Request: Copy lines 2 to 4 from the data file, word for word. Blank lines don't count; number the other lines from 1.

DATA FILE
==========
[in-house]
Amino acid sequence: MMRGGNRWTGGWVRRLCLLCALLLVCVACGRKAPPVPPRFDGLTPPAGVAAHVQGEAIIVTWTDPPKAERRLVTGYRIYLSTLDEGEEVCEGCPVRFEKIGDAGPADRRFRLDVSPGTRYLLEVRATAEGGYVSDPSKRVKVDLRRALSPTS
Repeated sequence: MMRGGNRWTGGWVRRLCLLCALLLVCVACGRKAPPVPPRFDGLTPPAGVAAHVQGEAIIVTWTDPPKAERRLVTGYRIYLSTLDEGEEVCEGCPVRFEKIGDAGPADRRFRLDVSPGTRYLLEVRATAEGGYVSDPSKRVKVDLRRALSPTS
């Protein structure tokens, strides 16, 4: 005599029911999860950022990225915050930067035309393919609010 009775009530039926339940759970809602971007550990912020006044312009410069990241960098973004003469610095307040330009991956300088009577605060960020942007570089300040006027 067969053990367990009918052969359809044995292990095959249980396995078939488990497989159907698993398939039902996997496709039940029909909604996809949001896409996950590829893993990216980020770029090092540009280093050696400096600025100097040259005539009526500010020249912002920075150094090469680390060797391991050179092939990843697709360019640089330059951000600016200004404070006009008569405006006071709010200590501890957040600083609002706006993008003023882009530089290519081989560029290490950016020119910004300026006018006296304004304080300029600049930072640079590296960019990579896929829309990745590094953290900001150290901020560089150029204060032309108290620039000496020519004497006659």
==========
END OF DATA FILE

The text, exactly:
Amino acid sequence: MMRGGNRWTGGWVRRLCLLCALLLVCVACGRKAPPVPPRFDGLTPPAGVAAHVQGEAIIVTWTDPPKAERRLVTGYRIYLSTLDEGEEVCEGCPVRFEKIGDAGPADRRFRLDVSPGTRYLLEVRATAEGGYVSDPSKRVKVDLRRALSPTS
Repeated sequence: MMRGGNRWTGGWVRRLCLLCALLLVCVACGRKAPPVPPRFDGLTPPAGVAAHVQGEAIIVTWTDPPKAERRLVTGYRIYLSTLDEGEEVCEGCPVRFEKIGDAGPADRRFRLDVSPGTRYLLEVRATAEGGYVSDPSKRVKVDLRRALSPTS
């Protein structure tokens, strides 16, 4: 005599029911999860950022990225915050930067035309393919609010 009775009530039926339940759970809602971007550990912020006044312009410069990241960098973004003469610095307040330009991956300088009577605060960020942007570089300040006027 067969053990367990009918052969359809044995292990095959249980396995078939488990497989159907698993398939039902996997496709039940029909909604996809949001896409996950590829893993990216980020770029090092540009280093050696400096600025100097040259005539009526500010020249912002920075150094090469680390060797391991050179092939990843697709360019640089330059951000600016200004404070006009008569405006006071709010200590501890957040600083609002706006993008003023882009530089290519081989560029290490950016020119910004300026006018006296304004304080300029600049930072640079590296960019990579896929829309990745590094953290900001150290901020560089150029204060032309108290620039000496020519004497006659």